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Born in 1968 in Yambol, Bulgaria, Georgi Gospodinov is a poet, writer of prose, essayist and playwright. His Natural Novel (1999) brought attention to him as a writer, which is how he gained a strong following in Bulgaria and wider international recognition, appearing in over 20 languages. In 2014, his novel Physik der Schwermut ('The Physics of Sorrow') was first published in 2012 then translated into German in 2014, published by Droschl. The work was shortlisted for the Brücke Berlin Prize and also the Literature prize, given by the Haus der Kulturen die Welt in Berlin. Notably, in 2016 this novel was also awarded the highly respected Swiss literary Jan Michalski prize.
Gospodinov has written two plays, the second of which, Die Apokalypse kommt um 6 Uhr abends ('The Apocalypse comes at 6 o'clock in the evening'), won the Bulgarian Asker prize in 2010 for the best play of the year.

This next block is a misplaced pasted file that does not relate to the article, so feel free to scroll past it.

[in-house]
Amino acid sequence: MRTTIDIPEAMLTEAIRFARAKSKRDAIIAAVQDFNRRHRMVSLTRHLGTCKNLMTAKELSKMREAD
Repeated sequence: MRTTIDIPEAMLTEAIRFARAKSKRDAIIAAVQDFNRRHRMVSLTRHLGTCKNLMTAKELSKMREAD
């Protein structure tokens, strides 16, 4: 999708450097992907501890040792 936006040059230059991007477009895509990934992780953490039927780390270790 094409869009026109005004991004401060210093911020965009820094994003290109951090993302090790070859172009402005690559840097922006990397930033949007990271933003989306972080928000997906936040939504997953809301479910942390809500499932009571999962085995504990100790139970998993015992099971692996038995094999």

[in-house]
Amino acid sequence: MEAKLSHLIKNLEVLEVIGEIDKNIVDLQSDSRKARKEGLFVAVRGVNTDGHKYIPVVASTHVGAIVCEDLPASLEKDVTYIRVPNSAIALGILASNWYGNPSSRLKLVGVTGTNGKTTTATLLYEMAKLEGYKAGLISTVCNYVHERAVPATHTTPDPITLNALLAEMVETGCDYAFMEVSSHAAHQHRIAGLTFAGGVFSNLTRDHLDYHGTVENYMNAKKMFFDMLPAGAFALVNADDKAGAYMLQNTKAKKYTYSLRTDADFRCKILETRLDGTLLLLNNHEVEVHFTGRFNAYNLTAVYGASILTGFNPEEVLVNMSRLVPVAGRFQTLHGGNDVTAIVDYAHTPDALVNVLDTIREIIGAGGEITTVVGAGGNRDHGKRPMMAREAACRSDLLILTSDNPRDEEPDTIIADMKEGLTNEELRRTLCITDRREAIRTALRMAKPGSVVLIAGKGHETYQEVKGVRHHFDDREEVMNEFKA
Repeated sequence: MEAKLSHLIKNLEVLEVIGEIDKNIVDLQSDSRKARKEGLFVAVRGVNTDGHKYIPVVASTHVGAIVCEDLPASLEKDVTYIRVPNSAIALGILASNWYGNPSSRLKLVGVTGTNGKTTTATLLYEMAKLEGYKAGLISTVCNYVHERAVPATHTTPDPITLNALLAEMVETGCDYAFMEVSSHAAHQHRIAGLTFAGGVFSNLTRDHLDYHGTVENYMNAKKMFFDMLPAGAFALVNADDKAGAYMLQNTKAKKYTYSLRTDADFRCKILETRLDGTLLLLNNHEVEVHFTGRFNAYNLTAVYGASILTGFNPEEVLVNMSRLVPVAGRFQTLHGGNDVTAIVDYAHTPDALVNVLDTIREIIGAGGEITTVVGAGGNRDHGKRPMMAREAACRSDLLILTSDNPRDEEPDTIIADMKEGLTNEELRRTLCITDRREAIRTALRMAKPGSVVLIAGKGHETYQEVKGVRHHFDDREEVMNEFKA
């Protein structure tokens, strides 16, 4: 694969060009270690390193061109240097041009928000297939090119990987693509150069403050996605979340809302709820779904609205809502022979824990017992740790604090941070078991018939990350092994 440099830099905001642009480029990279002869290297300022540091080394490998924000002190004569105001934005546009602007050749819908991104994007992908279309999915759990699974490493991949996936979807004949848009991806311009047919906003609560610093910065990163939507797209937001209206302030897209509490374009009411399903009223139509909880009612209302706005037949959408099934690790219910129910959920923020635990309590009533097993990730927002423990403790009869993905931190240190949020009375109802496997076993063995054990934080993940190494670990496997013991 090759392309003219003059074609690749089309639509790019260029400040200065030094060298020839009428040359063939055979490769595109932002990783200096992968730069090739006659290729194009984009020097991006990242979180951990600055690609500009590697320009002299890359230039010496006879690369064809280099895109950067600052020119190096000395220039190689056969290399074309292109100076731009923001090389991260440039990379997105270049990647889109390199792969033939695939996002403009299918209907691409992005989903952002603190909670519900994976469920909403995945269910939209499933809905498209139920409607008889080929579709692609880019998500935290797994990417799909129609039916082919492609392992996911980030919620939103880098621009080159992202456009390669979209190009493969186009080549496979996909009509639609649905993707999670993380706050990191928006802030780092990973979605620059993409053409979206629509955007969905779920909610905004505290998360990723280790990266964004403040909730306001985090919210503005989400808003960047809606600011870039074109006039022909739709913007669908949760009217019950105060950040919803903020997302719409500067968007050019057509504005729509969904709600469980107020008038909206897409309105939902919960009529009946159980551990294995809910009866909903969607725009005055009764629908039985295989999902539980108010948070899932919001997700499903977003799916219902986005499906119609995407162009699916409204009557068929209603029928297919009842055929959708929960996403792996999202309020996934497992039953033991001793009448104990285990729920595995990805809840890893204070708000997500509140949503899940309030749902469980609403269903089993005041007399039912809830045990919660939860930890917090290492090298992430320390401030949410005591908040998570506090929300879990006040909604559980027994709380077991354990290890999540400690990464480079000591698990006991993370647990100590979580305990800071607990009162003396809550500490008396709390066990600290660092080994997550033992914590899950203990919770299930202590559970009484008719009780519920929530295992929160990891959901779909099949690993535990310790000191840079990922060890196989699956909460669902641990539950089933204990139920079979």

His most recent book to be published in German is 8 Minuten und 19 Sekunden (Literaturverlag Droschl, 2016).
Georgi Gospodinov was a guest at the Berlin Artists Program of the DAAD 2008-9 and received a scholarship from the Wissenschaftskolleg zu Berlin in 2012.
In the summer semester of 2015, he taught Creative Writing at the Humboldt University, Berlin.
The film of his short story, Die blinde Vayscha, was nominated for an Oscar in 2017 in the category: Best Animated Short Film.
The following works by Georgi Gospodinov, translated into German, are published by eta verlag:
Lapidarium (a bilingual book of poetry with exquisite illustrations by Gabi Bergmann),
Ein Fremder Freund (a compilation of short stories by 17 significant Bulgarian authors).